Black History Month Feature: Ida B. Wells
Who Was Ida B.Wells?
February 14, 2020
From teaching to writing and to becoming a courageous civil rights activist, Ida B. Wells was an African American investigative journalist, abolitionist, feminist, and educator. During the 1890s, Wells led an anti-lynching crusade in the United States and expanded the opportunities for women of color.
On July 16, 1862 in Holly Springs, Mississippi, Ida B.Wells was born into slavery during the Civil War. After the war ended, slavery was abolished and she and her family were now freed. She received her early education at Shaw University and continued her education at Fisk and Rust University. Throughout her career as a journalist, Wells spoke out against race discrimination and politics. As an activist she helped build awareness of lynching in America by writing a report for the New York Age and publishing the book The Red Record, which eventually formed the movement to protest against the action of lynching. Wells later on became a founder and a co-founder of a number of civil rights movements, such as the National Association of Colored Women. At the age of 68, Ida B. Wells passed away on March 25, 1931 in Chicago, IL, leaving behind a great legacy of fighting against actions of discrimination and prejudice.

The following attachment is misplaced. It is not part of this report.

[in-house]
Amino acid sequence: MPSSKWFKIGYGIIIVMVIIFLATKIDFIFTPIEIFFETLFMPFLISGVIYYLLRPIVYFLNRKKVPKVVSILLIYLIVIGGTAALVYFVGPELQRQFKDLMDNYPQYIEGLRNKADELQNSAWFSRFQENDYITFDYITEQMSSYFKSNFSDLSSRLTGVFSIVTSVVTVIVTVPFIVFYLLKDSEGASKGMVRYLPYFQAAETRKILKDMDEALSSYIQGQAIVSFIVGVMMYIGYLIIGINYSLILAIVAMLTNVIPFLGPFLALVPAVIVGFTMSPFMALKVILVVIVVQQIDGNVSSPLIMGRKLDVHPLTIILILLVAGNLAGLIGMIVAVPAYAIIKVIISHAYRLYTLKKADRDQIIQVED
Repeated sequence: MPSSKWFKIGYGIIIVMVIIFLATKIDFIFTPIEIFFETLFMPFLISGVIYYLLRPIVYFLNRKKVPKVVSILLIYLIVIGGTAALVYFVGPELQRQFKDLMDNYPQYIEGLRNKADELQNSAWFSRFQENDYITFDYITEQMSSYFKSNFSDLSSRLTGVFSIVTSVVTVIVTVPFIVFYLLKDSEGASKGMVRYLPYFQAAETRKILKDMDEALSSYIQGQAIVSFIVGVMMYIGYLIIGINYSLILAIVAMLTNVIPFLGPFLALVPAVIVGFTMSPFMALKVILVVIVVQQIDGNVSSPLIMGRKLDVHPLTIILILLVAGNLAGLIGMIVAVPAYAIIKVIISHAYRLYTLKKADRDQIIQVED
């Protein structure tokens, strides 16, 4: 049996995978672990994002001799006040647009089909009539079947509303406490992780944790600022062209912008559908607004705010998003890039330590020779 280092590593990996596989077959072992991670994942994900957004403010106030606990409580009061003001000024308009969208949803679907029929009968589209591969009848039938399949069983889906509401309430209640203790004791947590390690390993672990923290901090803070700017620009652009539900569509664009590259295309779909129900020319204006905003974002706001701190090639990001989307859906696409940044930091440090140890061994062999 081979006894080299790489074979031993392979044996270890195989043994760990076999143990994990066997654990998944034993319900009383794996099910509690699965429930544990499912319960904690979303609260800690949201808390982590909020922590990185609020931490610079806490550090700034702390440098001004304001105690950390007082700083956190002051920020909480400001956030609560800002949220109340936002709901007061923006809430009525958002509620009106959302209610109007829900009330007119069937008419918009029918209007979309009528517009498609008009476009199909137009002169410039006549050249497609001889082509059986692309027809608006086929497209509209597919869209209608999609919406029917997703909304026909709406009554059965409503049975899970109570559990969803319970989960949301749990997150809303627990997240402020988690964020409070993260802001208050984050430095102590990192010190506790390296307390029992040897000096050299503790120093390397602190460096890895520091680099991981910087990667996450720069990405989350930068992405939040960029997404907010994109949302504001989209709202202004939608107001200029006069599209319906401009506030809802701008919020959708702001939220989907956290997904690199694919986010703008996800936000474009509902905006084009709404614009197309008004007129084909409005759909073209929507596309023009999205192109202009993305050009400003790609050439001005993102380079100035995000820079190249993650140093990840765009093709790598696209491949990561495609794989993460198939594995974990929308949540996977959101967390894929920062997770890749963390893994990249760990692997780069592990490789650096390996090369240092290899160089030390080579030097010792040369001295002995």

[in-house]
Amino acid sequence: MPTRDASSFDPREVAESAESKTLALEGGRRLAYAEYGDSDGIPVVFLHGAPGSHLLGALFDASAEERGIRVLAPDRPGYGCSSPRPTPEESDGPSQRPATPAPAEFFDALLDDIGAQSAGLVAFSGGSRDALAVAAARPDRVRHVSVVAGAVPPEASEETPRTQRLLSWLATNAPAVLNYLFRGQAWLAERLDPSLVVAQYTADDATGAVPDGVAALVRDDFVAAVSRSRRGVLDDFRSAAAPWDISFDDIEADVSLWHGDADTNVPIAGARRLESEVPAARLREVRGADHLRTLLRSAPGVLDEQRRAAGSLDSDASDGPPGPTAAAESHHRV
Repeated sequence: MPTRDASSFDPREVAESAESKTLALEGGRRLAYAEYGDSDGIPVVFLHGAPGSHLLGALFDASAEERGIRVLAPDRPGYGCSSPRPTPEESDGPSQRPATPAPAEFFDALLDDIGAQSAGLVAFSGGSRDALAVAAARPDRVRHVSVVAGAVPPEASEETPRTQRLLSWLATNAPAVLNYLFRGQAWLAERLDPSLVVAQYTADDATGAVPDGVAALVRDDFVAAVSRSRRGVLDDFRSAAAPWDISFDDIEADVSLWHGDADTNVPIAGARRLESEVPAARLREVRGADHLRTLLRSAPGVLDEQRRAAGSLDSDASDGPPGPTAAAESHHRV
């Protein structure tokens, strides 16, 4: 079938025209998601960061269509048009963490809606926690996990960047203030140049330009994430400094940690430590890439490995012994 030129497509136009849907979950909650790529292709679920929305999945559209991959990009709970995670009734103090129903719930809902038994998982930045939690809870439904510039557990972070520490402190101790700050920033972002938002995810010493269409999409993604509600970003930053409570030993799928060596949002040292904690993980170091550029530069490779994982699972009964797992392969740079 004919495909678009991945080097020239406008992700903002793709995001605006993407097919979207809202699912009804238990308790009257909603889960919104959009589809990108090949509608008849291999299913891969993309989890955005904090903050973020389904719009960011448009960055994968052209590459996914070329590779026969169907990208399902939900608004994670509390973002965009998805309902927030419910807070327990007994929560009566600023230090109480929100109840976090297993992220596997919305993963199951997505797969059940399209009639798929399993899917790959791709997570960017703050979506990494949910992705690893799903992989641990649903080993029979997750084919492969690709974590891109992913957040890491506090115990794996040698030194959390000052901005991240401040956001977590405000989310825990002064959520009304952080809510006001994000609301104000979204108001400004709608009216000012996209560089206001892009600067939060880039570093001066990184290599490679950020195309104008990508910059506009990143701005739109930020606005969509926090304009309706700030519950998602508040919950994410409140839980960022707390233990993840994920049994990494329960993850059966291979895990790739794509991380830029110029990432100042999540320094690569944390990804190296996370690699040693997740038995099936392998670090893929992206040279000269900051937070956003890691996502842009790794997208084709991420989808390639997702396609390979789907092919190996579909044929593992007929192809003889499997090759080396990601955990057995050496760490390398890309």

Ida B. Wells: Timeline
July 16th, 1862
Ida B.Wells was born in Holly Springs, MS as the daughter of James and Lizzie Wells.
Ida moved to Memphis, TN with her younger sisters. Here she continued her education at Fisk University.
Even though Ida bought a first-class train ticket, the train crew advised her to move to the section for African Americans. She refused and the crew forcibly removed her the train.
Ida published The Red Record, a personal examination of lynching.
Ida married Ferdinand Barnett; however she wanted to keep her last name and became Ida B. Wells-Barnett. The two had four children together.
Ida B. Wells founded the National Association of Colored Women.
Ida brought her anti-lynching campaign to the White House.
Ida attended a special conference, which would eventually lead to the establishment of the NAACP( National Association for the Advancement for Colored People).
Wells died on March 25 in Chicago, IL due to kidney disease.